Electronic Design

OLEDs Vs. LEDs: Dual Screens Duel For Attention

The rising popularity of dual-screen, clamshell-design mobile phones has prompted developers to find ways to combine the hardware associated with the subdisplay and the main display. For instance, it's already possible for the two displays to share the driver chips.

But makers of organic light-emitting diode (OLED) displays say their products have an advantage over liquid crystal displays (LCDs), as the absence of a backlight could allow for even greater sharing of electronics. In fact, a number of companies have developed so-called dual or double-sided displays.

The Industrial Technology Research Institute (ITRI) in Taiwan recently demonstrated a 3.8-in., 320- by 240-pixel dual display that could show a single color. Several companies have developed full-color versions, too. RiTdisplay has announced a 2.2-in. dual Active-Matrix OLED (AMOLED) panel. AU Optronics also has an AMOLED. While Dual OLEDs like these are a good idea for clamshell phones, it's unclear how much of an advantage they offer compared to LCDs.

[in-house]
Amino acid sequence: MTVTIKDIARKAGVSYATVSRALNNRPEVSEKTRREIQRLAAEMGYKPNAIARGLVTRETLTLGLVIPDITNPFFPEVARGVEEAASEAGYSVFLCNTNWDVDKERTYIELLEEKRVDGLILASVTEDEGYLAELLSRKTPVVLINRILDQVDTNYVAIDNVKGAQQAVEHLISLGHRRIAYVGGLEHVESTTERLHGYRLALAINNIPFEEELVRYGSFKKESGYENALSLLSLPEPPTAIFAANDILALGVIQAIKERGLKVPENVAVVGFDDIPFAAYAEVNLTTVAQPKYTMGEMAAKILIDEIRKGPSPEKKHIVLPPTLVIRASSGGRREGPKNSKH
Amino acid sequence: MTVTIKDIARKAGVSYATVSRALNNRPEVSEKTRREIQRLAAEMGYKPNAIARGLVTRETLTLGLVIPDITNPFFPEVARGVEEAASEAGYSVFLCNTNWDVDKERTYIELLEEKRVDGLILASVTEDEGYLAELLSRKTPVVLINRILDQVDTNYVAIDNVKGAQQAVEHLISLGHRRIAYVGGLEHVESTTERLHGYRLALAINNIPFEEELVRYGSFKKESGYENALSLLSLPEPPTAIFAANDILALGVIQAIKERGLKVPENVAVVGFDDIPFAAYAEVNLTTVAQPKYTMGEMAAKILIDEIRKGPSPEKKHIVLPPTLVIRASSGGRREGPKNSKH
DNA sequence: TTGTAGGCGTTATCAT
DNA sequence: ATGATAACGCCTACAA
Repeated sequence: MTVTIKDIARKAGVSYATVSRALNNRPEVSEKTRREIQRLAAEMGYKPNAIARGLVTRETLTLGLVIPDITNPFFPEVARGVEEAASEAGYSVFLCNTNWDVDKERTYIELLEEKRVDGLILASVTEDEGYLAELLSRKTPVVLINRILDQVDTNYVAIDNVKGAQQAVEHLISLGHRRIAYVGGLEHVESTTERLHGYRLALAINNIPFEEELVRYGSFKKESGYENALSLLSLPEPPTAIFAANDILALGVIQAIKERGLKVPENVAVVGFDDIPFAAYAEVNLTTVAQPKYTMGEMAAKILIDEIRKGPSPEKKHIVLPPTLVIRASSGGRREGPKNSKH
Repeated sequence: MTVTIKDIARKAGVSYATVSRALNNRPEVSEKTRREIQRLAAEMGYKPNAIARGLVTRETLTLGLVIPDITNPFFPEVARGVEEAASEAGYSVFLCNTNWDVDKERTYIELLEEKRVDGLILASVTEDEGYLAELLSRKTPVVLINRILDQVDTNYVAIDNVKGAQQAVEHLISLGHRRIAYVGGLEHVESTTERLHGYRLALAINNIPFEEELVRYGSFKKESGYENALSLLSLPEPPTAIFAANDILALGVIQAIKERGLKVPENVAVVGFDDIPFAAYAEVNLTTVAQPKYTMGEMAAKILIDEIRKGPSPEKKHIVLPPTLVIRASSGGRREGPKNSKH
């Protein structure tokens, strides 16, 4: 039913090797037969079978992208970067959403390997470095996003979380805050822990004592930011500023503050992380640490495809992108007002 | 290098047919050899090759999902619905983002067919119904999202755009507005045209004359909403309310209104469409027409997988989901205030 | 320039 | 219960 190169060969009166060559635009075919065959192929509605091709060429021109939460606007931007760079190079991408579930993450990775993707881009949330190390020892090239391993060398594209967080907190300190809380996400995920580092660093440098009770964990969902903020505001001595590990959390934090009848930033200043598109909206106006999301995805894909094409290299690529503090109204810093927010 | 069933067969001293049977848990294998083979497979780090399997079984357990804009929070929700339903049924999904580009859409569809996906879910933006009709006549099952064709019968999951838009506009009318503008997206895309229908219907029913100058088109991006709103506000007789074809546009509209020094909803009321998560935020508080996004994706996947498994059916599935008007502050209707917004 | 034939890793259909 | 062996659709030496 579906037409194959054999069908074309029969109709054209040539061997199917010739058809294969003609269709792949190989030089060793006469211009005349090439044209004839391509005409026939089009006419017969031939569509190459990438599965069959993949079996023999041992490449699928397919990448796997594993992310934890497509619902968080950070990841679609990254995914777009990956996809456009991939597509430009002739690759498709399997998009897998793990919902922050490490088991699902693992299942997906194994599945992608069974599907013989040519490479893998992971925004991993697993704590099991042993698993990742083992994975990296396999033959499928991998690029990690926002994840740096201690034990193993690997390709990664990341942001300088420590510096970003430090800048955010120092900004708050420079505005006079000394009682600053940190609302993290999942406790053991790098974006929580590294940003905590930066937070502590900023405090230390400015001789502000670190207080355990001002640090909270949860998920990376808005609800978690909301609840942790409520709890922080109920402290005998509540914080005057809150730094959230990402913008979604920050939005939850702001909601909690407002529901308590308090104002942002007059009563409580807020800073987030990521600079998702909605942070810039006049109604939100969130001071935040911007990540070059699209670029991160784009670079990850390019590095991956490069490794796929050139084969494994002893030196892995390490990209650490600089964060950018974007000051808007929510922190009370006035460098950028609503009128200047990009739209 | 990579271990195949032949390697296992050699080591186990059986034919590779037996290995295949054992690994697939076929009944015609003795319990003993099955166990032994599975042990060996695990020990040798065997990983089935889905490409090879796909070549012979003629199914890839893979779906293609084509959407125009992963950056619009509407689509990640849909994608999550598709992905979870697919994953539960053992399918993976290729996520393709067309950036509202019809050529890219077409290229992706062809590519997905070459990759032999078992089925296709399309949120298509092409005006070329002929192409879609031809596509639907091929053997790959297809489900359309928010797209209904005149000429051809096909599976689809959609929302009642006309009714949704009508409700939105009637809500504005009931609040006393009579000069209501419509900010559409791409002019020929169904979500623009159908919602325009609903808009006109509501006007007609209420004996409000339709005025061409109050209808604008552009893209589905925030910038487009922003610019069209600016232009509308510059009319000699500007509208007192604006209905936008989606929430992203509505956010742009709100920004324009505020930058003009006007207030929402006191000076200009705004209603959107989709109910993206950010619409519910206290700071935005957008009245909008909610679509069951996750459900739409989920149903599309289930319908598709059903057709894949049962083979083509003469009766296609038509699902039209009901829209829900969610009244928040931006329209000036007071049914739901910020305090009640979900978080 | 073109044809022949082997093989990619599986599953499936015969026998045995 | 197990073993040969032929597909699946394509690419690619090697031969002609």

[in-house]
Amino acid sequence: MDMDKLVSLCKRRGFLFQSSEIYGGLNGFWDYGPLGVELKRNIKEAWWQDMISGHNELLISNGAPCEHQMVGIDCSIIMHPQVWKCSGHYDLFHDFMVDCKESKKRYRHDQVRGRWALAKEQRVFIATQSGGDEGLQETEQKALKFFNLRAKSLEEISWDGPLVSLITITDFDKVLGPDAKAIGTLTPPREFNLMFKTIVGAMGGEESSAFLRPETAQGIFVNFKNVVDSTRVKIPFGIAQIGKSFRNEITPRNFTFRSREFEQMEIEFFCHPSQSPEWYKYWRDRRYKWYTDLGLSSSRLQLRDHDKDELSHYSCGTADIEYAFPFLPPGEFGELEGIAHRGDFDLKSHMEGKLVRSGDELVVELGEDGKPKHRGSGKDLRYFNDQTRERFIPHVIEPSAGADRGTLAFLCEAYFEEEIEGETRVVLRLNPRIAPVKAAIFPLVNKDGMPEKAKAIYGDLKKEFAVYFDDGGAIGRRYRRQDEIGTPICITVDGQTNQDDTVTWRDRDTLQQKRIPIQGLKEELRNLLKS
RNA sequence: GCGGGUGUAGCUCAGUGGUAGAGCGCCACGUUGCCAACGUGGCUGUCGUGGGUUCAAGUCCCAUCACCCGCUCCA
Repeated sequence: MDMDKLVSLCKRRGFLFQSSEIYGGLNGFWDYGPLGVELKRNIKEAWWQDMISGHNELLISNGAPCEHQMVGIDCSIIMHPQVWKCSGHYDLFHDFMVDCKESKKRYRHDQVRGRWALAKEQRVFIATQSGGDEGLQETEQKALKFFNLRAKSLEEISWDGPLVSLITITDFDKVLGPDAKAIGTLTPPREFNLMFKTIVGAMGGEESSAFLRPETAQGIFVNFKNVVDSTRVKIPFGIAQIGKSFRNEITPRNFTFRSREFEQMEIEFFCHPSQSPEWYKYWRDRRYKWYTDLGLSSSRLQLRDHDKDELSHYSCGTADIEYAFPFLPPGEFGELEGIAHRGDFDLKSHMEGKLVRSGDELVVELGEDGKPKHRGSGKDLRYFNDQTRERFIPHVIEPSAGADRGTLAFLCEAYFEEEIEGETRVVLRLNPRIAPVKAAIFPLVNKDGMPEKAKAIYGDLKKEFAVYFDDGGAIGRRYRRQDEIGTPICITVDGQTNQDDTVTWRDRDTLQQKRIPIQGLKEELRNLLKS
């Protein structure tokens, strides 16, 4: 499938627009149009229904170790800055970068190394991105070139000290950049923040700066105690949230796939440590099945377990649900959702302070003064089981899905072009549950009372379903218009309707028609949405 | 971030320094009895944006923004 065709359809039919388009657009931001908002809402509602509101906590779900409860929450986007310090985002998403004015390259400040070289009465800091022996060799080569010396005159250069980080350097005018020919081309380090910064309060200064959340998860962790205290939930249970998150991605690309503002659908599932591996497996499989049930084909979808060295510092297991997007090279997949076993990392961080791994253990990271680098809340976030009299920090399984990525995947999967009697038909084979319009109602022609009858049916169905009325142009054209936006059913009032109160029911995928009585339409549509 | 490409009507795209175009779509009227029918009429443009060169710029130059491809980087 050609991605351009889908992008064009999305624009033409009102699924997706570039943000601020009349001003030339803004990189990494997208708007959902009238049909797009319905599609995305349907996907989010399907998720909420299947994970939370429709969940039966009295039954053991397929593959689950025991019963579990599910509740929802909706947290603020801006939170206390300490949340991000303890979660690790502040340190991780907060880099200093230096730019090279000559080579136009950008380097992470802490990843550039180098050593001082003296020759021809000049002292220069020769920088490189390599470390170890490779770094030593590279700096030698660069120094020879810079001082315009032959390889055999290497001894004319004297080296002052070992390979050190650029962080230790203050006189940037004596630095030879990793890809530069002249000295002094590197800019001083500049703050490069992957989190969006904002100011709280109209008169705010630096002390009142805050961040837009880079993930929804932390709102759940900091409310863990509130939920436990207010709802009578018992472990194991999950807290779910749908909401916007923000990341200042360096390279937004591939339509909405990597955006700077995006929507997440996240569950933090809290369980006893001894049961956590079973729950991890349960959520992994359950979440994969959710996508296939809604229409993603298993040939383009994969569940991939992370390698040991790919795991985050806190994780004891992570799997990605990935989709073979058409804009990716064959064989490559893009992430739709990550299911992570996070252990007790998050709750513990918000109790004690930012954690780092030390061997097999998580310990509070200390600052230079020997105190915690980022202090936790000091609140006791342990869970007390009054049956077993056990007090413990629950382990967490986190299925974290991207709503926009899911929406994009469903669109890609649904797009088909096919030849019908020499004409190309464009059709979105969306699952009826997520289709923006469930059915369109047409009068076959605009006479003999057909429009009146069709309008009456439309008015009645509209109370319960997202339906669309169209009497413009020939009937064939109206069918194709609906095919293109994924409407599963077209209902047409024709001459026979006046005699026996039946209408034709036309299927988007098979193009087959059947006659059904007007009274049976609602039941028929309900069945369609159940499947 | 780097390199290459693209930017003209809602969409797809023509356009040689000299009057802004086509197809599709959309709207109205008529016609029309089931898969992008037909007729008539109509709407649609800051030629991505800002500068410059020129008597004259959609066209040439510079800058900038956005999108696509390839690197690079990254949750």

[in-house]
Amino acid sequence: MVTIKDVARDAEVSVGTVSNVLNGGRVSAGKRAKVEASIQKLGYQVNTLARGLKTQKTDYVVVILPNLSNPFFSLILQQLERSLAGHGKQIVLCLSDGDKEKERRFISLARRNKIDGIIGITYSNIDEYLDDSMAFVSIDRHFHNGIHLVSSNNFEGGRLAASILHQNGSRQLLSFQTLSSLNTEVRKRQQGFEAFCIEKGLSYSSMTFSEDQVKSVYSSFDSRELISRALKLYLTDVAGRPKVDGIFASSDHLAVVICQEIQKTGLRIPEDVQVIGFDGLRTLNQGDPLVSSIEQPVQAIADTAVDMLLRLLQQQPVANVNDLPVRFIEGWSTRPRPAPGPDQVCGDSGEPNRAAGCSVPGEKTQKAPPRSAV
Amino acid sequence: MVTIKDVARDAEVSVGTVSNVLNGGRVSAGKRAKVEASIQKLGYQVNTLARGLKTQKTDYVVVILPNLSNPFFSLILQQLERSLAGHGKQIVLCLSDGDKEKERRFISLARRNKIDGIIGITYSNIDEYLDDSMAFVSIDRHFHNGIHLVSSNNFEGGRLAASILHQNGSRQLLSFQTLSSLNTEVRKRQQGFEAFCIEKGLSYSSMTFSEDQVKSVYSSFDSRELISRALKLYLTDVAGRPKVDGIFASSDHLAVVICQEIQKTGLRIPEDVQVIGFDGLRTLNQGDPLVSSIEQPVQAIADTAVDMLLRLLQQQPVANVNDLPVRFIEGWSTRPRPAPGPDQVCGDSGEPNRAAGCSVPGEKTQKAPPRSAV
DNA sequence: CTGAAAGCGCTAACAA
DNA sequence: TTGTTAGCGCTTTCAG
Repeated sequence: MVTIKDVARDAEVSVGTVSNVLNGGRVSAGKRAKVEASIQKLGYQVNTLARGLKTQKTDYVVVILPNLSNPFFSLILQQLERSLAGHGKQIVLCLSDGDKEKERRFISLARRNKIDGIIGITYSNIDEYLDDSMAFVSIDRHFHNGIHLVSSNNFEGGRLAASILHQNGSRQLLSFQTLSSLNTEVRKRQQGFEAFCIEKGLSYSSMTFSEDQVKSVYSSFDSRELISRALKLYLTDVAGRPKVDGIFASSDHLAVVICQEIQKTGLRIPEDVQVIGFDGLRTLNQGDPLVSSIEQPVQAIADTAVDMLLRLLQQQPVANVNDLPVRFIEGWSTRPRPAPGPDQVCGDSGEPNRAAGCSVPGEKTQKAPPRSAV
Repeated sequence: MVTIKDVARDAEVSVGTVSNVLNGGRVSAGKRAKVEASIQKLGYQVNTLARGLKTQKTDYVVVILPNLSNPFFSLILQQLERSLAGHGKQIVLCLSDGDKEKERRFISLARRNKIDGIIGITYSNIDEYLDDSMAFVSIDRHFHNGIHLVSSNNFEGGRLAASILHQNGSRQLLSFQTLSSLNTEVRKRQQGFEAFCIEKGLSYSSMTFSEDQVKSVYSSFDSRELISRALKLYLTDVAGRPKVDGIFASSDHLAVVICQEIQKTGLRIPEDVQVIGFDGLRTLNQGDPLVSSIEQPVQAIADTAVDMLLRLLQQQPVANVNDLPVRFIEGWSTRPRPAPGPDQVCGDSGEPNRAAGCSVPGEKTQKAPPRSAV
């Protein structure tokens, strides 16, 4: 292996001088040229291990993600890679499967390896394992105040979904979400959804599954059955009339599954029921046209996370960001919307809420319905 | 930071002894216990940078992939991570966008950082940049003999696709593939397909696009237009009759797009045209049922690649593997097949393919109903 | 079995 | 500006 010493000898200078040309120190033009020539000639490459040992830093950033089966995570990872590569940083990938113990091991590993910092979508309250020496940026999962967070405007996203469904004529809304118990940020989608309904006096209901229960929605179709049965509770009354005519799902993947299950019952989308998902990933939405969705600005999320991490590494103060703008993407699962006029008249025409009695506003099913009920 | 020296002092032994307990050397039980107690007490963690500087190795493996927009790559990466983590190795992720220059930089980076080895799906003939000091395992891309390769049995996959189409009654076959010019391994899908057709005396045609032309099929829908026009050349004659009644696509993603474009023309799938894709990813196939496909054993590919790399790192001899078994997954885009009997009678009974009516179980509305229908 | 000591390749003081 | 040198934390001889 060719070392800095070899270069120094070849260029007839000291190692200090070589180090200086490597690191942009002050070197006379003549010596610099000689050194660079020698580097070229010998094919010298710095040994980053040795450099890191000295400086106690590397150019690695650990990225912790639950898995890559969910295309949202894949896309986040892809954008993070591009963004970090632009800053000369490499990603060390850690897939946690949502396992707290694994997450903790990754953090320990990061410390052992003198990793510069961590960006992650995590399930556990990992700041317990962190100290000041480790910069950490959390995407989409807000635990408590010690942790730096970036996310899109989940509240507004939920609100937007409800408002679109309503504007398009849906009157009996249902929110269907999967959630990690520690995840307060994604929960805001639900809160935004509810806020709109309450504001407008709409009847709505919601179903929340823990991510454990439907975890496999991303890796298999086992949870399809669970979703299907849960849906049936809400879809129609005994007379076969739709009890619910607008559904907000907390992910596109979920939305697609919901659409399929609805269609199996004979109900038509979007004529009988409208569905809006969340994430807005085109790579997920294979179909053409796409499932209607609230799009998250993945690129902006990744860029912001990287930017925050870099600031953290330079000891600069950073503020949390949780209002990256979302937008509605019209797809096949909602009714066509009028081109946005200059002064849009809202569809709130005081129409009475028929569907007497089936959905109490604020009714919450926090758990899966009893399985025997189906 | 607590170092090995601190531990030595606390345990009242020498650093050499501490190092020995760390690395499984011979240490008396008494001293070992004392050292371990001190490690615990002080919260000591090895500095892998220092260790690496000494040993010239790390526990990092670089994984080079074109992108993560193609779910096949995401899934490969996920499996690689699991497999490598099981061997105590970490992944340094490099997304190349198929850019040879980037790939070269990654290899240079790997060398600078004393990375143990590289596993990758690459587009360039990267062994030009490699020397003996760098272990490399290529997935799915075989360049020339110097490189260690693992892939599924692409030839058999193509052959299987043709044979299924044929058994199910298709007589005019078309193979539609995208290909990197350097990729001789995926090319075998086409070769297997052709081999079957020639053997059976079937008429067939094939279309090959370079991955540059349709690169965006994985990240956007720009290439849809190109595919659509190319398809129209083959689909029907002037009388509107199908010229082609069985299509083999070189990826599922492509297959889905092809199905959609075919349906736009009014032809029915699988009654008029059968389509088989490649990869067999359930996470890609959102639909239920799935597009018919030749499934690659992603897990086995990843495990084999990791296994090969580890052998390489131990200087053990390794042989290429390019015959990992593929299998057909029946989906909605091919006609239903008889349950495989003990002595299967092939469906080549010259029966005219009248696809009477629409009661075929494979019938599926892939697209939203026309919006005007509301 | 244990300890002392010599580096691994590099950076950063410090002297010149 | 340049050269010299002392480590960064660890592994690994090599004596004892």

Omron has developed an LCD that can be read from either side. The unit contains a single panel and light source. Its main display is backlit, and its subdisplay is frontlit. The reversible light module uses 100-nm microprisms (or "nanoprisms") to direct light from LEDs along the edges. It offers 100 cd/m2 at 20 mA and a 55:1 contrast ratio, which is better than most frontlights. Overall, the reversible LCD could be less than 3 mm thick, which is actually thinner than the dual OLED.

The dual OLED is much more visually attractive than the LCD alternative. Yet history shows that LCD technology moves quickly, as do mobile-phone handset requirements. The race between display technologies continues.

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